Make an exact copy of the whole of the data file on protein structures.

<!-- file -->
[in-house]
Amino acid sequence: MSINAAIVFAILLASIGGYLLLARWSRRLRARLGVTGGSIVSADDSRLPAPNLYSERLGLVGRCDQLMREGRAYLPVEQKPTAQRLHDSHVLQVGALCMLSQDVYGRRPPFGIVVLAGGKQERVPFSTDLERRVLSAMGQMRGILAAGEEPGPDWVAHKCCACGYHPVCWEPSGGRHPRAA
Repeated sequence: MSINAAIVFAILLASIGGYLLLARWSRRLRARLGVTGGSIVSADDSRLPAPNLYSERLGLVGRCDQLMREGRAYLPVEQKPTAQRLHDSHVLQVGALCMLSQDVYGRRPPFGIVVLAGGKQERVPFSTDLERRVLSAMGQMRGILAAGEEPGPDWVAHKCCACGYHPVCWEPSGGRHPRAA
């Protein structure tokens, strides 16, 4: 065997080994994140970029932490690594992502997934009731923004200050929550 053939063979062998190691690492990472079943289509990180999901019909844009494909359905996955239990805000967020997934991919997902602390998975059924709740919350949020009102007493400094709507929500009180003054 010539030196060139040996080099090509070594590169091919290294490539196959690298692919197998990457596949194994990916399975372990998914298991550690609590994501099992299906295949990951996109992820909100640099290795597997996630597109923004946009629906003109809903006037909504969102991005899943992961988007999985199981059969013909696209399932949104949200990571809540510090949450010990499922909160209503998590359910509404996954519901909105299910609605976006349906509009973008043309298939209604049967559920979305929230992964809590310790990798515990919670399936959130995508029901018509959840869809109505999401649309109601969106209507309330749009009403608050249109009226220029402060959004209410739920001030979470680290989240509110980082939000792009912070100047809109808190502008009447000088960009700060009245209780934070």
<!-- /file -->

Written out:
[in-house]
Amino acid sequence: MSINAAIVFAILLASIGGYLLLARWSRRLRARLGVTGGSIVSADDSRLPAPNLYSERLGLVGRCDQLMREGRAYLPVEQKPTAQRLHDSHVLQVGALCMLSQDVYGRRPPFGIVVLAGGKQERVPFSTDLERRVLSAMGQMRGILAAGEEPGPDWVAHKCCACGYHPVCWEPSGGRHPRAA
Repeated sequence: MSINAAIVFAILLASIGGYLLLARWSRRLRARLGVTGGSIVSADDSRLPAPNLYSERLGLVGRCDQLMREGRAYLPVEQKPTAQRLHDSHVLQVGALCMLSQDVYGRRPPFGIVVLAGGKQERVPFSTDLERRVLSAMGQMRGILAAGEEPGPDWVAHKCCACGYHPVCWEPSGGRHPRAA
């Protein structure tokens, strides 16, 4: 065997080994994140970029932490690594992502997934009731923004200050929550 053939063979062998190691690492990472079943289509990180999901019909844009494909359905996955239990805000967020997934991919997902602390998975059924709740919350949020009102007493400094709507929500009180003054 010539030196060139040996080099090509070594590169091919290294490539196959690298692919197998990457596949194994990916399975372990998914298991550690609590994501099992299906295949990951996109992820909100640099290795597997996630597109923004946009629906003109809903006037909504969102991005899943992961988007999985199981059969013909696209399932949104949200990571809540510090949450010990499922909160209503998590359910509404996954519901909105299910609605976006349906509009973008043309298939209604049967559920979305929230992964809590310790990798515990919670399936959130995508029901018509959840869809109505999401649309109601969106209507309330749009009403608050249109009226220029402060959004209410739920001030979470680290989240509110980082939000792009912070100047809109808190502008009447000088960009700060009245209780934070």